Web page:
Psychology 101 (May 5th-9th)
Psychology 101 (May 5th-9th)
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This 7 page Reader was uploaded by Jomay Notetaker on Friday May 9, 2014. The Reader belongs to a course at University of Washington taught by a professor in Fall. Since its upload, it has received 109 views.
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Date Created: 05/09/14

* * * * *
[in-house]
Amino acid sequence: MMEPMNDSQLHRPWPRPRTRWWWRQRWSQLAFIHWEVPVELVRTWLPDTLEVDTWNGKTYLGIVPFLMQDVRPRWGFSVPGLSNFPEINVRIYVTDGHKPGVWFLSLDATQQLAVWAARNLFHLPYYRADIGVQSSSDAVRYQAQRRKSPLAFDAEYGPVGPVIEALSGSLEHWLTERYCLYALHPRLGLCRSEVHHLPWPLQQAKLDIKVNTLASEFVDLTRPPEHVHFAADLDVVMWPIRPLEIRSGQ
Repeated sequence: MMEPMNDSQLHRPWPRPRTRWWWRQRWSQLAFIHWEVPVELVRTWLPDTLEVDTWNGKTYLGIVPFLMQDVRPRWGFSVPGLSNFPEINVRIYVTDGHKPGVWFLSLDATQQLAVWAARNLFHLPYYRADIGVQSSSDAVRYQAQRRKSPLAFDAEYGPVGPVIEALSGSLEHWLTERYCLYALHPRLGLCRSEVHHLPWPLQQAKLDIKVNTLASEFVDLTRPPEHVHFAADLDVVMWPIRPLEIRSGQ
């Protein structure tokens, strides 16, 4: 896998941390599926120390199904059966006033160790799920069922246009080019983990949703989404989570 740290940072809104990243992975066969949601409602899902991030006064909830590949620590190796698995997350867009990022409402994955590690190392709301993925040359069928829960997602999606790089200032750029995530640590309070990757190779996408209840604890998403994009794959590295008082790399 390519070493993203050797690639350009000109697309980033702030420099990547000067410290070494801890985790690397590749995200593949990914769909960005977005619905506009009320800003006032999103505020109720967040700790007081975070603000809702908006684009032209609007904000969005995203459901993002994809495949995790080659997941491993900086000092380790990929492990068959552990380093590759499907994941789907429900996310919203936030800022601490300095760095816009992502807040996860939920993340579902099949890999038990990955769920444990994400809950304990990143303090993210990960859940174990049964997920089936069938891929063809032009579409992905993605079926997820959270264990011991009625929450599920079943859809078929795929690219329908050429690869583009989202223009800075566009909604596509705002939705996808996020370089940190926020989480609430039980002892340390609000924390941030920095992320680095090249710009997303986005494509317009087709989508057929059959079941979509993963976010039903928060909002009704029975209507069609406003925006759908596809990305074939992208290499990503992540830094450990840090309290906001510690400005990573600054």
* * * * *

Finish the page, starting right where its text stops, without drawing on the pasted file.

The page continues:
ay 5 2014 H I Amnesia Infantile childhood o 25 years of age Korsa koff39s Alzheimer39s disease 0 Symptoms include forgetfulness poorjudgment confusion and disorientation o Patients have plaques and tangles in their brain I Plaques clumps of protein fragments that build up on the outside I Tangles Search of Engram o Hippocampus acts to consolidate new info convert short term memories into permanent long term memories o Amygdaa emotionally arousing aspects of events Flashbulb memories o Memories for highly emotional and unexpected events Improving memory 0 Overlearn o Associate o Distribute practice Algorithms o Formulas or procedures that automatically generate correct solutions Heuristics O Shortcuts that may or may not provide correct solutions Cognitive illusions o Representativeness I The tendency to judge the likelihood of an events occurring by how typical It seems D Increased speed in decision making D Ignore numerical probabilities or quotbase ratesquot Gambler39s fallacy The belief that random process are selfcorrecting so that temporary deviations in one direction will be matched by later deviations in the opposite direction o Availability The tendency to estimate the likelihood of an event based on how easily instances of that event come to mind o Anchoring The tendency to use one stimulus as an quotanchorquot or reference point in judging a second stimulus or making a new numerical estimate o framing The biasing effects on decision making of the way in which a choice is worded Depends on the context Psych 101 Page 1 May 7 2014 Motivation and Emotions Motivation 0 A process that influences the direction persistence and vigor of goal directed behavior Instinct 0 An inherited characteristic hat automatically produces a particular response when the organism is exposed to a particular stimulus Homeostasis and drives Homeostasis 0 Internal physiological equilibrium that requires I Sensory mechanism I A response system I Control center Set point 0 Fixed level that maintains homeostasis Drives 0 Internal tension that motivates an organism 0 Problem we often behave in ways that increase rather than reduce arousal Approach and avoidance motivation Behavioral action system BAS 0 Produces movement toward positive goals in anticipation of pleasure Behavioral inhibition System BIS 0 Produces fear and escape avoidant behaviors BAS and BIS involve different neurotransmitter systems ad different brain regions Cognitive processes Expectancy x value theory o Behavior determined by I Strength of the expectation that behavior will lead to a goal I Incentive value that a person places on goal Extrinsic motivation 0 Performing an activity to obtain an external or to avoid punishment Intrinsic motivation 0 Performing an activity for its own sake Psychodynamic view 0 Unconscious motives affect how we behave 0 Sexual and aggressive motives 0 Motives for selfesteem and social belonging 0 People are not always aware of the factors that motivate them Masow39s hierarchy of need s o Deficiency needs at the bottom 0 Growth needs at the top 0 Sef actuaization the ultimate human motive to fulfill our potential The Physiology of hunger Metabolism 0 The body39s rate of energy caloric utilization o Basal metabolic rate Psych 101 Page 1 Signals that start meal 0 Stomach contraction corresponds to feelings of hunger Q o Changes in glucose supply provide a signal Environmental and cultural factors o Food availability o Food taste and variety o Food cues sight and smell 0 Cultural norms Obesity o 25305 of Americans are obese another 3025 are overweight Genetic factors 0 Genetic account for 4070 of variation I Basal metabolic rate I Tendency to store angry as fat or lean tissue Dieting weight loss o Being overweight alters body chemistry and energy expenditure I Increased insulin levels I Weight makes exercise more difficult I Dieting slows basal metabolism Eating disorders o Anorexia nervosa I An intense fear of being fat III Severely restricting food intake to the point of selfstarvation III Produces bone loss stresses the heart and increases the risk death Psych 101 Page 2 May 8 2014 Thursday May 8 ZQJ14 11233 AM Bulimia Nervosa 0 Cycles of binge eating and purging 0 Most bulimics are normal weight 0 Can produce physical consequences Sexual Motivation Rise in premarital sex 0 Changing social norms 0 Tendency to delay marriage 0 Trend is leveling off and may be reversing Sexual response cycle o Excitement I Something probes sexual interest Notice physiological I Virginal swelling lubrication 0 Plateau I Nipples become hard Etc 0 Orgasm I Physical changes peak 0 Resolution I Relaxation sense of well being Psychology of sex 0 Arousal typically begins with desire and a sexual stimulus 0 Sexual fantasy affects physiological functioning I Males fantasize about sex more often than females 0 Sexual dysfunction I Chronic impaired sexual functioning that distresses a person I Multiple causes III Injury III Medication III Recreational drugs III Sexual assault psychological fears 0 Cultural and environmental influences I Psychological meaning of sex depends on cultural contexts I Cultural norms affect sexual practices and techniques Motivation 0 Purpose for or cause of some action 0 Function of emotion I We use mood to make judgments I Provide info about the world I The objectives toward which we strive Emotion 0 Important adaptive functions I Increases chances of survival I Formation of intimate relationships I Broadens our thinking and behavior I Important form of social communication Psych 101 Page 1 I Important part of life satisfaction Nature of emotion s 0 Instrumental behaviors I Behaviors directed at achieving some emotionrelevant goal III Emotional responses are otter quotcalls to actionquot III Inverted U between emotional arousal and performance 0 JamesLange theory I Our bodily reactions determine the subjective emotions we experience 0 Cannonbard theory I The subjective experience of emotion and physiological arousal are independent responses to an emotion arousing situation 0 Facial feedback hypothesis I Feedback from the facial muscles to the brain plays a key role in determining our emotions Psych 101 Page 2 May 9 2014 Development of life jor Issues and Methods o Developmental psychology I Examines biological Physical psychological and behavioral changes that occur as we age 0 Four broad issues I Nature and nurture to what extent is our development the product of heredity and environment I Critical period III Certain experiences must occur for development to proceed normally I Sensitive period III An optimal range for certain experiences I Continuity versus discontinuity III Continuous and gradual III Progresses through qualitatively distinct stages I Stability versus change III Do our characteristics remain consistent as we age 0 Crosssectional design I Compares people of different ages at the same point in time III Cohorts different age groups o Longitudinal design I Repeatedly test the same cohort as it grows older I Extremely time consuming I People may drop out of the study over time Prenatal development 0 Germinal stage I First two weeks after conception I Zygote III Fertilized egg I Attaches to mother39s uterus about 1014 days after conception o Embryonic stage I Embryo develops during week 28 0 Placenta contains membranes that allow nutrients to pass from the mother to the 0 Fetal stage I Week 9 birth I Age of viability III Age at which a fetus is capable of survival outside of the womb 0 Zygote has 23 pairs of chromosomes o 23rd pair determines sex of baby 0 Y chromosome contains TDF gene I Initiates male sexual development I Testes secrete androgens 0 If 23rd chromosomes pair is XX TDF gene is not resent I Female pattern of organ development ensues 0 Teratogens I External agents that cause abnormal prenatal development III Rubella German measles III Sexually transmitted disease Psych 101 Page 1 Newborn 0 Sensorycapabilities O O O 0 Environmental toxins mercury lead radiation Drugs legal and illegal Nicotine increases risk of miscarriage premature birth and low birth weight Alcohol 9 Fetal alcohol syndrome 0 Facial abnormalities attentional and perceptual deficits irritability 0 Threshold level of alcohol exposure is unknown DUDE Very near sighted immature visual system Preferential looking procedure III Infant prefer complex patterns to simple patterns and solid colors Can respond to touch Welldeveloped sense of taste Can distinguish odors mother39s voice from that of strangers Reflexes and learning Reflexes and learning III Reflexes 9 automatic inborn behaviors that occur in response to specific stimuli 9 Rooting reflex 9 Sucking reflex Maturation I The genetically programmed biological process that governs our growth III Infant vary in the age at which they acquire particular skills III Sequences in which skills appear in typically the same across children Cephalocaudal principle Development proceeds in a head to foot direction Proximodistal principle Development begins along the innermost parts of the body and continues toward the outermost part Psych 101 Page 2